At the end of each report will be a log of inquiries. An inquiry notation is made each time someone requests a copy of your credit file from that credit bureau. Any company that receives a copy of your credit profile will be listed under this inquiry Section of your report.

Lenders don’t like to see a lot of inquiries on a credit report. Excessive inquiries can result in a credit denial as easily as bad credit. Thus, you will need to verify the type of inquires made and take steps to remove any unauthorized inquiries. Not all inquires are viewed negatively. In fact several types of inquires will not appear on any copy of your file except for the copy you
receive.

There are six origins of inquiries:

bulletYour Existing Creditors (okay)Your existing creditors may do a periodic review of your account for many reasons. These inquiries are not viewed negatively.
bulletYourself (okay)A notation may be made each time you request a copy of your own file. This notation does not appear on the copy that goes to your potential lender and does not count against you.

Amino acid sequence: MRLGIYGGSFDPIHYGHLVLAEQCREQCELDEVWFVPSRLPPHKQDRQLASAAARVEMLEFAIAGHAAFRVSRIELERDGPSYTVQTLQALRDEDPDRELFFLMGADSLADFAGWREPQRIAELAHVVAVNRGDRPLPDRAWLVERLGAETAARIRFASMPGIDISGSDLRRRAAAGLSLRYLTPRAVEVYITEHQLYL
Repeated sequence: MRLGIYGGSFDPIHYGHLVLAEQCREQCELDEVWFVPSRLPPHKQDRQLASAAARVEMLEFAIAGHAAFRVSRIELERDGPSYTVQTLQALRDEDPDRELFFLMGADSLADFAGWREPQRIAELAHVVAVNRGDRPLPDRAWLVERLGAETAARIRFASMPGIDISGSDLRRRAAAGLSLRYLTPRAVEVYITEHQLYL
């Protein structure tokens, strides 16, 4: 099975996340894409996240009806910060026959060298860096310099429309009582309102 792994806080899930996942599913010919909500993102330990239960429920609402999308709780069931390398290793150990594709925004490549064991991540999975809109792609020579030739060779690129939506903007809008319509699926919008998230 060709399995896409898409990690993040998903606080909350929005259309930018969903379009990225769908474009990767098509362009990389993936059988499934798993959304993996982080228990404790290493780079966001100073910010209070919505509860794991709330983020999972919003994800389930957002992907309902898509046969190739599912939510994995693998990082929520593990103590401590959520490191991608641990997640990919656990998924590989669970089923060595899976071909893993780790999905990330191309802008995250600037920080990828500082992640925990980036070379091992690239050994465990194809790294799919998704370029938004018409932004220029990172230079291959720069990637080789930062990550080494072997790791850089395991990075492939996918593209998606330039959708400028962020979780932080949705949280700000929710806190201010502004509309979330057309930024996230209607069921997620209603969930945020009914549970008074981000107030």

bulletThe Bureau (okay)The bureau may compile mailing lists for its subscribers based on the criteria that the lender specifies. Your report may be reviewed as a candidate for a particular mailing list. Again, these internal inquiries do not appear on the copy that goes to your potential lenders and therefore do not reflect negatively.
bulletPotential Lenders (negative)Lenders do not have to have your permission to obtain a copy of your credit file. The law only requires that they reasonably expect to use the information in a credit transaction. Any member of the bureau can obtain your file. All they need is a social security number or a name and address. You should be cautious about giving out any such information until you’re serious about doing business.
bulletIRS (negative)
bulletAnyone who has a judgment against you (negative)The most common inquiries are those by lenders with whom you have applied for credit. A banker will look at them in one of two ways. If they are recent, they are looked at as potential debt pending approval. Lenders have no way of knowing the status of these other pending applications and are likely to take the safest action by denying your application. If they are more than a couple of months old, it looks as if they turned you down. If there are several previous declines, the banker has to wonder why.

Although inquiries will remain on your file for up to two years, those in the last six months will count most heavily against you. Therefore, you should review the log to make certain that each inquiry was done with “permissible purpose” as explained in Section 604 of the Fair Credit Reporting Act (FCRA).